Choosing a Bible can be a daunting task—and yet it's one of the most important purchases we'll ever make. To help you with your selection, we've assembled these informative guides. We hope you'll find them helpful. If you need more information or help please call one of our Product Specialists at (800) 922-3462, or email us at firstname.lastname@example.org.
Bible Translations. The books that make up the Bible were written over a period of about 1500 years. The last book was completed about 1900 years ago. The different parts of the Bible were originally written in one of three languages: Hebrew, Aramaic or Greek. Since then, it's been translated into many different languages. English Bibles are available in just about every reading level and style. You may end up with more than one translation (it helps sometimes to compare), but it is important to begin with a translation that you can read and understand. For help picking out a translations, read About Bible Translations.
Some Bible Basics. As you read the Bible, you'll notice that it is divided into chapters and verses. These divisions were added to help readers locate a specific passage more easily. You'll also notice that the Bible is divided into two major parts—the Old Testament (also known as the Hebrew Bible) and the New Testament. The Old Testament books are the first section of the Christian Bible. The second section—the New Testament—records the story of the life, teachings, death and resurrection of Jesus, as well as the history and teachings of the early Christian church. The Bible is a compilation of books written by a number of different people for different reasons.
Take it personally. To fully appreciate the Bible, what you read must become relevant in your life. After you read a passage, pause for a moment and ask three simple questions:
If you find it difficult to see the relevance to your life, there are editions of the Bible designed to help you (like the Life Application Study Bible.) Research was done to find the most common questions people have at different stages of life. Bible scholars took these questions and linked them to passages in the Bible that give relevant answers.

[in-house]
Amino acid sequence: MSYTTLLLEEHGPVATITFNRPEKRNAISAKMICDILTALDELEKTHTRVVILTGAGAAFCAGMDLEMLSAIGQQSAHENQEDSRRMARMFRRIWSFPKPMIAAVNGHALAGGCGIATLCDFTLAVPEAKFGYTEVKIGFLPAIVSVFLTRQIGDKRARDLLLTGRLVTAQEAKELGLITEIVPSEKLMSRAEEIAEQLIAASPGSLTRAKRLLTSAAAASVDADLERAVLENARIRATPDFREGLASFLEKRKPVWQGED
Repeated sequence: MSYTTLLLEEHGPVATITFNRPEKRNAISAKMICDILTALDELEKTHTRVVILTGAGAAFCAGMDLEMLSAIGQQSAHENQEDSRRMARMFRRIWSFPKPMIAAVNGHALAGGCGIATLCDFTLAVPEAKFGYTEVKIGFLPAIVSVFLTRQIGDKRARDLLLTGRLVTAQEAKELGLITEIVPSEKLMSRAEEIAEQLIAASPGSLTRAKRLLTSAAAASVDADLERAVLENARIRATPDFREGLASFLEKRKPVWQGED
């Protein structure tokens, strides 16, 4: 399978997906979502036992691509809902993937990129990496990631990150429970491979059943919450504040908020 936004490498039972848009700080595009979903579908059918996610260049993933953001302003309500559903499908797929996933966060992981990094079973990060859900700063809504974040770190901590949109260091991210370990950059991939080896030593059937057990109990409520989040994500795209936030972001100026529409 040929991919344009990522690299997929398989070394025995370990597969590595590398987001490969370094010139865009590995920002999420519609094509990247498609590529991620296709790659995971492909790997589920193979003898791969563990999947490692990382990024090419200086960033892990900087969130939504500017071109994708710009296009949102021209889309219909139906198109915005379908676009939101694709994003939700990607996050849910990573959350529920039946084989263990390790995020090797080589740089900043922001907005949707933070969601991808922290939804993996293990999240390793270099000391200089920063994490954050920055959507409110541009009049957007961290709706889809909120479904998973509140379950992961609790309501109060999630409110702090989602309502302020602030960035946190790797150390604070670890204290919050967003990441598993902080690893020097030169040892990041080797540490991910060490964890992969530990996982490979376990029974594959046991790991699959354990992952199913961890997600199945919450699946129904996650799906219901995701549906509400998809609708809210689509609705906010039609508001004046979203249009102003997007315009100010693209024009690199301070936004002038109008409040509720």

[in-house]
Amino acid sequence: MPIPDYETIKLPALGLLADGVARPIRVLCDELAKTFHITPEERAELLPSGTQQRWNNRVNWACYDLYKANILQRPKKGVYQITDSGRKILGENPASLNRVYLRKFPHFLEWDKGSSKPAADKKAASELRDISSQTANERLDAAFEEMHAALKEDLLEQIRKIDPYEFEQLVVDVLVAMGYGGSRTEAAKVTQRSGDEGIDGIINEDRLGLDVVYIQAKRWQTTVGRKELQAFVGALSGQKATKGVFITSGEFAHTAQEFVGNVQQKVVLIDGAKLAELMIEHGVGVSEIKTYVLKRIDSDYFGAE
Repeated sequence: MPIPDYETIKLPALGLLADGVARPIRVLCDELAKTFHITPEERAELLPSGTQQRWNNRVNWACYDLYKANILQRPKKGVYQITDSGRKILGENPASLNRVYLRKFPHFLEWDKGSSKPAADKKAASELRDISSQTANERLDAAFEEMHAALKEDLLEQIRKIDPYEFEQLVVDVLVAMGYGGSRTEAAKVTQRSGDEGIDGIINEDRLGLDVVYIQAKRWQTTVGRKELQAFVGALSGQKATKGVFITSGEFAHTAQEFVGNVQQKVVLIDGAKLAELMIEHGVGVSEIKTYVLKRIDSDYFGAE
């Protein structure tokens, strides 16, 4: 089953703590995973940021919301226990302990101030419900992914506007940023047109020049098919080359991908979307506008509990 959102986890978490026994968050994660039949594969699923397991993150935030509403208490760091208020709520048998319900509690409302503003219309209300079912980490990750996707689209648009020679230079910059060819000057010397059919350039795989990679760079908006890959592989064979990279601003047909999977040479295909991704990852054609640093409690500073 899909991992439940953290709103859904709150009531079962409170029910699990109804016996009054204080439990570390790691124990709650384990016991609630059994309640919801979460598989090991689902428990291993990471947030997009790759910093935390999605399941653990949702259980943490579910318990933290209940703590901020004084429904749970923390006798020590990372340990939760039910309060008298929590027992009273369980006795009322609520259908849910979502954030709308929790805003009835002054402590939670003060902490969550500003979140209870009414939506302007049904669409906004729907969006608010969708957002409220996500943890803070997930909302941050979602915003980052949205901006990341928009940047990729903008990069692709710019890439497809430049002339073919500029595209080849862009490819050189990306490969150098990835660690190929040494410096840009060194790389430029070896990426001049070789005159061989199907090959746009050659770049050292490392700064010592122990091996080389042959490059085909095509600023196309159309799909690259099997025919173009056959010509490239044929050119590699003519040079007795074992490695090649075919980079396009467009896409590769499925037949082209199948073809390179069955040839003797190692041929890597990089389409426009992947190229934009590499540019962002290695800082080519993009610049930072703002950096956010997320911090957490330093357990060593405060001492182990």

Take Your Time. Let's face it, the Bible is a big book—often over 1,000 pages long. People who plan to read through the whole Bible start with Genesis and often get bogged down somewhere in Numbers. There are editions or the Bible designed to take you through the Bible on a regular basis (often in one year—or on your own schedule). Take a look at our selection of Daily Reading Bibles to help you work through the Bible.
Don't Go It Alone.After reading the Bible you may find certain passages that seem to have several layers of meaning. This is one reason the Bible can be read over and over again with new insights at each reading. If you have not already done so, you will benefit by finding a church or Bible study group to help you find answers for your questions and discuss how the Bible applies to your life today. Check out our resources for Bible studies for groups and individuals.Further up, and further in!
Plot a course through the maze of Bible translations.
About Bible Bindings
What's the difference between bonded leather and genuine leather?
About Large Print
How large is Large print?
About Choosing A Study Bible
Finding the study Bible that's right for you.
About Choosing A Bible Cover
Protecting and enhancing your Bible.
About Bible Types
Study Bible, Reference Bible, Topical Bible, etc.
Bibles By Translation
Bibles By Language
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